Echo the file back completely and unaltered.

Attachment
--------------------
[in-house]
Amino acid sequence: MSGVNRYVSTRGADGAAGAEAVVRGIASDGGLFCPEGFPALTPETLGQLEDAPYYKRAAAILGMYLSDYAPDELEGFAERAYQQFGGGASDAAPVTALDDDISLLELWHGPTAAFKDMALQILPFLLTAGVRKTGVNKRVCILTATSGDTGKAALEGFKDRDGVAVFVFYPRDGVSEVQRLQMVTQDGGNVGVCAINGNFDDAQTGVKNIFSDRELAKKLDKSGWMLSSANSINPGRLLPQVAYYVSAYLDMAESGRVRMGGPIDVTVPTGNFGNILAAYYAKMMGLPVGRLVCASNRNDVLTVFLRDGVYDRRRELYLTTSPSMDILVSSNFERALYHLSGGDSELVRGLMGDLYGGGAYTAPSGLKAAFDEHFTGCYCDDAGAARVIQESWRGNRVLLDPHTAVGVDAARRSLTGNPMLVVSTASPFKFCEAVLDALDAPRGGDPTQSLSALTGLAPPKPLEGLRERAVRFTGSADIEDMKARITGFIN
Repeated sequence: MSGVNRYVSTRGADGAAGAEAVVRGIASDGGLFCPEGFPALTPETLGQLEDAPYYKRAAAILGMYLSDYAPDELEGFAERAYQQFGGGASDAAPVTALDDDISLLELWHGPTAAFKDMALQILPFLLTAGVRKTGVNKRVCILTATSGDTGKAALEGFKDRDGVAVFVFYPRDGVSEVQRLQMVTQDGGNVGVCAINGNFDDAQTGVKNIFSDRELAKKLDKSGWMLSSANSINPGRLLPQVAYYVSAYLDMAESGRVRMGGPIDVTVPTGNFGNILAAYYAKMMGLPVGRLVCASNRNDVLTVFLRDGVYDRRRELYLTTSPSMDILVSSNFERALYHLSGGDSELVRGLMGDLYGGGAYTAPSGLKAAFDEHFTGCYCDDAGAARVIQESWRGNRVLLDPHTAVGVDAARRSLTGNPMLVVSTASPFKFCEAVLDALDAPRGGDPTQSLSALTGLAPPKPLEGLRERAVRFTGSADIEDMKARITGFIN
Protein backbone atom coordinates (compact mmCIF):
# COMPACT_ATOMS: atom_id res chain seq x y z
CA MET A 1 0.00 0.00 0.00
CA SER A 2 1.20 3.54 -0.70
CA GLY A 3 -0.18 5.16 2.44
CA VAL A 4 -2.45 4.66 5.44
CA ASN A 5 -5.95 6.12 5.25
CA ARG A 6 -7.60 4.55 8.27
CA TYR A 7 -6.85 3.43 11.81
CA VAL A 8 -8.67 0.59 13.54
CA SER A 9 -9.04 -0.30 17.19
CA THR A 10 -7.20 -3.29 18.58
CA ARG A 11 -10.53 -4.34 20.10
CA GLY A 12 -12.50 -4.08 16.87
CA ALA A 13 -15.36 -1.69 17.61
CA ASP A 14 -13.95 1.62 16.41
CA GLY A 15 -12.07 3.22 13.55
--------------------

[in-house]
Amino acid sequence: MSGVNRYVSTRGADGAAGAEAVVRGIASDGGLFCPEGFPALTPETLGQLEDAPYYKRAAAILGMYLSDYAPDELEGFAERAYQQFGGGASDAAPVTALDDDISLLELWHGPTAAFKDMALQILPFLLTAGVRKTGVNKRVCILTATSGDTGKAALEGFKDRDGVAVFVFYPRDGVSEVQRLQMVTQDGGNVGVCAINGNFDDAQTGVKNIFSDRELAKKLDKSGWMLSSANSINPGRLLPQVAYYVSAYLDMAESGRVRMGGPIDVTVPTGNFGNILAAYYAKMMGLPVGRLVCASNRNDVLTVFLRDGVYDRRRELYLTTSPSMDILVSSNFERALYHLSGGDSELVRGLMGDLYGGGAYTAPSGLKAAFDEHFTGCYCDDAGAARVIQESWRGNRVLLDPHTAVGVDAARRSLTGNPMLVVSTASPFKFCEAVLDALDAPRGGDPTQSLSALTGLAPPKPLEGLRERAVRFTGSADIEDMKARITGFIN
Repeated sequence: MSGVNRYVSTRGADGAAGAEAVVRGIASDGGLFCPEGFPALTPETLGQLEDAPYYKRAAAILGMYLSDYAPDELEGFAERAYQQFGGGASDAAPVTALDDDISLLELWHGPTAAFKDMALQILPFLLTAGVRKTGVNKRVCILTATSGDTGKAALEGFKDRDGVAVFVFYPRDGVSEVQRLQMVTQDGGNVGVCAINGNFDDAQTGVKNIFSDRELAKKLDKSGWMLSSANSINPGRLLPQVAYYVSAYLDMAESGRVRMGGPIDVTVPTGNFGNILAAYYAKMMGLPVGRLVCASNRNDVLTVFLRDGVYDRRRELYLTTSPSMDILVSSNFERALYHLSGGDSELVRGLMGDLYGGGAYTAPSGLKAAFDEHFTGCYCDDAGAARVIQESWRGNRVLLDPHTAVGVDAARRSLTGNPMLVVSTASPFKFCEAVLDALDAPRGGDPTQSLSALTGLAPPKPLEGLRERAVRFTGSADIEDMKARITGFIN
Protein backbone atom coordinates (compact mmCIF):
# COMPACT_ATOMS: atom_id res chain seq x y z
CA MET A 1 0.00 0.00 0.00
CA SER A 2 1.20 3.54 -0.70
CA GLY A 3 -0.18 5.16 2.44
CA VAL A 4 -2.45 4.66 5.44
CA ASN A 5 -5.95 6.12 5.25
CA ARG A 6 -7.60 4.55 8.27
CA TYR A 7 -6.85 3.43 11.81
CA VAL A 8 -8.67 0.59 13.54
CA SER A 9 -9.04 -0.30 17.19
CA THR A 10 -7.20 -3.29 18.58
CA ARG A 11 -10.53 -4.34 20.10
CA GLY A 12 -12.50 -4.08 16.87
CA ALA A 13 -15.36 -1.69 17.61
CA ASP A 14 -13.95 1.62 16.41
CA GLY A 15 -12.07 3.22 13.55